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PASSIONS

Popularising Indian folk music

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ROMANCING THE FOLK: Shefali Bhushan records an artiste on one of her many trips around India

Folk music might be Bollywood's latest fad, but recordings are few and usually tucked away in the darkest recesses of music shops. But one website has attempted to transform folk music from a dying art form to a living repository of our unofficial history.

The portal - www.beatofindia.com - is a collection of over 5, 000 songs and has introduced 80 folk singers from Bihar, Gujarat, Himachal Pradesh, Jharkhand, Madhya Pradesh, Punjab, Rajasthan, Uttarakhand, Uttar Pradesh and West Bengal to a worldwide online audience.

The woman behind this endeavour is Shefali Bhushan, a singer and filmmaker whose concern at India's apathy toward folk music prompted her to do something. "I had been toying with the idea of doing a television series on Indian classical and folk music, " says Shefali, enconsed in her south Delhi home-cum-office. "I tried hard to push it, but Indian channels aren't the kind that commission any thoughtful programming," she rued.

The idea for a TV series was shelved but that's when beatofindia. com came about. "NK Sharma, who's a theatre director, suggested that Prabhat Agarwal, friend and entrepreneur, and I should look at popularising folk music online," recalls the 40-year-old. Born in Allahabad into a musical family, Shefali is a trained singer and musician who can play the guitar and harmonium.

The suggestion was timely. Pakistan had Lok Virsa, a foundation dedicated to preserving Pakistan's folk heritage but there was no organised effort in India, yet. So Shefali with Agarwal, NK and another partner Aiyana Gunjan kickstarted www. beatofindia. com roughly 11 years ago.

They set out from Delhi to travel some dusty roads armed with audio-video recording gear. They knocked on doors and found many a song. With many artistes reluctant to come out of their houses into studios, making them feel comfortable was the first step. So, the trio had to be ready to record whenever the singer decided to sing. Each recording would take upto 15 days
"Most of the stuff is pure, unpolished. We remove background noise, if any but what you hear is what we heard," Shefali explains.

The result: 30 hours of authentic folk music which was promptly uploaded on the website. If the entrepreneurial group was under the impression that money would come pouring in, they were mistaken. "We thought member contributions would come in but it got really difficult to sustain, " she shares, before clarifying, "It's not that we were looking to make money. "

It was then that the idea of selling a music compilation was floated. Celebration of Life had ten tracks sung by artistes from Uttar Pradesh, Uttarakhand and Uttaranchal. On the compilation released in 2000 were lost voices like Shyam Lal Begana and Urmila Srivastava and a young Manoj Tiwari, who has now earned fame and fortune in Bhojpuri cinemas. "We managed to sell 100 copies through family and friends and 10 per cent of the royalties was set aside for the singers. We managed to send Rs 300 to each of the ten. It wasn't much, but they were deeply touched by the gesture." That one album created some momentum.

The fairly simply designed website now offers CD sets of songs from Himachal, from Braj, from the Malwa belt of Madhya Pradesh, charts the rustic traditions of Rajasthan and Punjab and the unmissable Bhojpuri and Awadhi songs. Available at Rs 30 per download, the website is like a box of sweets for music lovers, some of whom keep coming back for more. "There is a certain loyal clientele who have bought the entire catalogue." Members get three songs free.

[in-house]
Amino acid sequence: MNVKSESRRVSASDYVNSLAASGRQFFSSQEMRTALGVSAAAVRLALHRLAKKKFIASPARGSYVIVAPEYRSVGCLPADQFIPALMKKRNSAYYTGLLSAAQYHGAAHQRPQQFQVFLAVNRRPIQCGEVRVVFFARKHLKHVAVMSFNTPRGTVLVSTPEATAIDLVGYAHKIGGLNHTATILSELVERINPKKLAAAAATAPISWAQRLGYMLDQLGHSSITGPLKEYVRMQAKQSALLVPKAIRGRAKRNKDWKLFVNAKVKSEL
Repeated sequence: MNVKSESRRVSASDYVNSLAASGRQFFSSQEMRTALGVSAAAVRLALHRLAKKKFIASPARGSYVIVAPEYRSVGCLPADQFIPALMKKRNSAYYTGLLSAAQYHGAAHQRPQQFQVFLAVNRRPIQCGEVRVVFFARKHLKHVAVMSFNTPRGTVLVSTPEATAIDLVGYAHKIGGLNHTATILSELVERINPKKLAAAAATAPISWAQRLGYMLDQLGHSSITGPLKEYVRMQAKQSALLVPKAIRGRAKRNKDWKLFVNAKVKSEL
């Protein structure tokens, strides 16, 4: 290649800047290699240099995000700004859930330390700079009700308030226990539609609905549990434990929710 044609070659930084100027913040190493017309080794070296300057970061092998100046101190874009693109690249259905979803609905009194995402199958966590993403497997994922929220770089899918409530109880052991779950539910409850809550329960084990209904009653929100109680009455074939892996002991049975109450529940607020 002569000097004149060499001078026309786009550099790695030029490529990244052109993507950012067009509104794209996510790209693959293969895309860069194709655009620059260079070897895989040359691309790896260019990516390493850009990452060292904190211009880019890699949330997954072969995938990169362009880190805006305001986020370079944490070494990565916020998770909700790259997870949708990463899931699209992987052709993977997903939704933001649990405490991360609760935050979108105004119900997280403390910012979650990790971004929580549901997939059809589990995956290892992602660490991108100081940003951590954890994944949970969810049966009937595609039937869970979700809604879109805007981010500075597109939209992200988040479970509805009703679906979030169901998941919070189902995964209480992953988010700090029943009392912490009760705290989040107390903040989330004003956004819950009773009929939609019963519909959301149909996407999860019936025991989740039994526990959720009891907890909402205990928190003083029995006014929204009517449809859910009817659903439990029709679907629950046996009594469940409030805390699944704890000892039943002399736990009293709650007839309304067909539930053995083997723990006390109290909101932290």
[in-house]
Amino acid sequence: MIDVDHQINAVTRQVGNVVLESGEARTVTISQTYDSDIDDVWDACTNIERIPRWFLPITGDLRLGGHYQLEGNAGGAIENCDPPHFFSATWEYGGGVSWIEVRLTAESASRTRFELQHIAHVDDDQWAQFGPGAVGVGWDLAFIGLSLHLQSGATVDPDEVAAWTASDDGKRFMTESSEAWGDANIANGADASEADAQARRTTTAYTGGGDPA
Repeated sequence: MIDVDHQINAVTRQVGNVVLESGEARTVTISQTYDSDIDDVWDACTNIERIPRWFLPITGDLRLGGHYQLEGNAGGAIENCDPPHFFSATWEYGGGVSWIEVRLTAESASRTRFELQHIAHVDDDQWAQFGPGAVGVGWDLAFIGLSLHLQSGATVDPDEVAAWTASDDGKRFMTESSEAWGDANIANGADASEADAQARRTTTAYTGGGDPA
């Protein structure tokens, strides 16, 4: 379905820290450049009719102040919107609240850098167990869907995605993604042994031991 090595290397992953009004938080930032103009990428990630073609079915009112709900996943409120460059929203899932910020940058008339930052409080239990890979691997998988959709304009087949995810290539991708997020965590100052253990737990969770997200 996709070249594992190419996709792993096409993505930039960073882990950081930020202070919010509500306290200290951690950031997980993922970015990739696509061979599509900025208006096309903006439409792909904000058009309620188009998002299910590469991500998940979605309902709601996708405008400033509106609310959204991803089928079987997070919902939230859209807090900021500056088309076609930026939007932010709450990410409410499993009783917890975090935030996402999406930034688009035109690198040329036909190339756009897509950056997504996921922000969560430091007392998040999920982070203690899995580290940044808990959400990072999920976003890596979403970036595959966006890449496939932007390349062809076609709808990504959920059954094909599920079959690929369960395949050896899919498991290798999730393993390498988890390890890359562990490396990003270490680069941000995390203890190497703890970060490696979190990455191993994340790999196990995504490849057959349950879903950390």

The sales reduce the pinch that is felt when expenses mount. And there are quite a few. "Travelling costs for 4-5 people with equipment... It's not easy to sustain," she shrugged. The royalties, though, continue to be paid, and for some artistes have amounted to more than Rs 25, 000.

The attention has helped several singers build careers and reputations. Begana, the singer from a village near Allahabad, who held a government job before he was approached by BOI, has been doing a lot of concerts, not just in India but even in Mauritius. "He's also written a book." Some of the Beat of India singers have been co-opted into Bollywood. One of the older singers featured on the website, Deshraj Lachhani, sang in the blockbuster movie Oye Lucky Lucky Oye.

One of Shefali's favourite singers, one that she came across in her search for India's lost gems, was Swarn Noora who figures prominently in the Punjabi compilation. "She's the daughter of Bibi Noora, the famous singer in the Sufiyana Qalam tradition. We did a great concert at the India Habitat Centre in 2005. Sadly her son, Dil Bahar, didn't remember the purana stuff which was a mini tragedy, " she said regretfully.

But what the soft-spoken, Modern Schoolpassout looks back at fondly is the opportunity that she and her like-minded friends managed to create. "There's a huge amount of satisfaction that accompanies this work. We haven't made any money, but we have opened a tiny window for these artistes to get the recognition they are due. Most of these artistes are old and there is no one to carry their legacy forward."

Plans are afoot to add a South Indian chapter to the website though with Shefali spending more time in Mumbai to devote time to film projects such plans are at best precarious. "Logistics are a problem. You always need a local person. We don't have a deadline for South India, but hopefully this year or next. " A musical journey that is definitely worth continuing.

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